Whisky Advocate

A bourbon from Virginia…and Kentucky (sort of)

October 20th, 2011

Truman Cox has moved from the Buffalo Trace distillery in Kentucky to replace retiring Master Distiller Joe Dangler at the A. Smith Bowman (ASB) distillery in Virginia, and he’s wasting no time. This just came in yesterday. (See picture.) It a limited edition bottling under the Abraham Bowman label, barrel proof (69.3%), and over 18 years old.

The whiskey itself also has ties to Buffalo Trace. It was actually distilled at Buffalo Trace, but then spent most of its life maturing in Virginia at the ASB distillery. This was explained to me in the press release that came with the bottle.

I’m pleased to see this distillery reinventing itself, even if in an unusual way. As Truman puts it: “ASB is coming at the micro-distilling level from a completely unique position. While other micros are starting from the ground-up and growing, ASB is redirecting from a large producer to a microdistillery.”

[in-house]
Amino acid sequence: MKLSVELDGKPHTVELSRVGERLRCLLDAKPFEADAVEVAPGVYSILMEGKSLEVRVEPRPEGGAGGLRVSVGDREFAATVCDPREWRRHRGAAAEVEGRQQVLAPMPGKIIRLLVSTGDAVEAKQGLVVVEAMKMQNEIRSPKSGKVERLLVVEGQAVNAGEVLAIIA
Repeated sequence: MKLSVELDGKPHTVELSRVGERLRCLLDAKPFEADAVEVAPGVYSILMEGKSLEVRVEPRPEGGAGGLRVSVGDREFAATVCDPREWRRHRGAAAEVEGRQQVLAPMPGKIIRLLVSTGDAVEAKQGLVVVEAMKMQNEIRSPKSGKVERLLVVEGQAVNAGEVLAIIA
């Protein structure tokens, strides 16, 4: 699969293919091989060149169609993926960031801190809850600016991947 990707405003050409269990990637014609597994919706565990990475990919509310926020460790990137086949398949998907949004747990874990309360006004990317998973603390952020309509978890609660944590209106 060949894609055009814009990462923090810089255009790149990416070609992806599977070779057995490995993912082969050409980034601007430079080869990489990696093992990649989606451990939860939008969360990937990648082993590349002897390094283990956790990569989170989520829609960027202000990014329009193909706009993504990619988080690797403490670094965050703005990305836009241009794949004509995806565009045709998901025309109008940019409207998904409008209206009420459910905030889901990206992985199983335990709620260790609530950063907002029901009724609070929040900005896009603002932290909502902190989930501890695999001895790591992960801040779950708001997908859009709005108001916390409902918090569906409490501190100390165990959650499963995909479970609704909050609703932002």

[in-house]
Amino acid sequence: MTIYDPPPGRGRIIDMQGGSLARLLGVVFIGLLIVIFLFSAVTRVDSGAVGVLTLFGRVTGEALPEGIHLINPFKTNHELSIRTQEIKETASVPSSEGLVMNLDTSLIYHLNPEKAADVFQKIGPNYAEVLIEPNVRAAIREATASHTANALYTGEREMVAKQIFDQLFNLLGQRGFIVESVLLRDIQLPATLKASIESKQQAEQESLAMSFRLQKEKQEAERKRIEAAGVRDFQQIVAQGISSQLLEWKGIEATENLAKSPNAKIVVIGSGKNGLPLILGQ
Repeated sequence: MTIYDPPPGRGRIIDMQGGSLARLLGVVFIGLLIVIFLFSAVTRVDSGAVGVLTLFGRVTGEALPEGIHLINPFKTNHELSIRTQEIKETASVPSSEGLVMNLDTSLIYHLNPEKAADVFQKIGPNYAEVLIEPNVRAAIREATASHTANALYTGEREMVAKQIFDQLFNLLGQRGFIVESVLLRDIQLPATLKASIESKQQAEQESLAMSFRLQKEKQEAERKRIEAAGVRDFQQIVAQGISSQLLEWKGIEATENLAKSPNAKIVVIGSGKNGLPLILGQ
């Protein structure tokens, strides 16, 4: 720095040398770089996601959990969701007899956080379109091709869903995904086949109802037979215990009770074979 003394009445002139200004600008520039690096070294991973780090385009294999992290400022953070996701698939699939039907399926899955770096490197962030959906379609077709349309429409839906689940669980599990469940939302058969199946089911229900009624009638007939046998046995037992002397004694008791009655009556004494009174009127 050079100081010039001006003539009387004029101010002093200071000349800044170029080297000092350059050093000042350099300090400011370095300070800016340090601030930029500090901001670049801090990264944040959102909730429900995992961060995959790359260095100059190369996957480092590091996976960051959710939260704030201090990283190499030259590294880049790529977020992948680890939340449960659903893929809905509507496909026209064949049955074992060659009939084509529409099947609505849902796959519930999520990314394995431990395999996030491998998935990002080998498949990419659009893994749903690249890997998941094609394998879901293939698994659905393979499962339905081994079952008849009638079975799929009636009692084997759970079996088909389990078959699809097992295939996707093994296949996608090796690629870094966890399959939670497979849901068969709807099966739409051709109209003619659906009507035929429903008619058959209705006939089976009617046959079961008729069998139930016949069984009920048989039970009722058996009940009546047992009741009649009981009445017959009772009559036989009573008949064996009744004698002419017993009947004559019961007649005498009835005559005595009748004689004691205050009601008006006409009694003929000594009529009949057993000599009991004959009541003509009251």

He continues: “While historically a full-scale producer and rectifier with large distribution, we are refocusing our footprint, home place, and marketing efforts at regional levels and practicing the flexibility and innovation that the microdistilling community is known for. We do not hide the fact that we purchase our starting material and source some whiskey from larger distilleries; other microdistilleries do this as well. We do our own distillation for our core whiskey. ASB has the fortunate luxury to source multiple starting distillates, which we will be blending before our distillation for future batches. This will allow us to compose an entirely new starting material to feed our still to come up with a whiskey distinctive to the distilling world.”

He goes on to say that this particular bottling came from Buffalo Trace, but continues by saying “However it has spent the better part of its barreled life aging in ASB’s distinctive warehouse. Since most whiskey men agree that the barrel and aging is where the predominant flavors come from, I believe we are offering an exception bourbon with a rare look at geographical distinction.”

Having just tasted the whiskey, I can say that I like the whiskey a lot. There’s no excessive oak, which I feared there might be for an 18 year old bourbon. It’s nicely balanced and flavorful.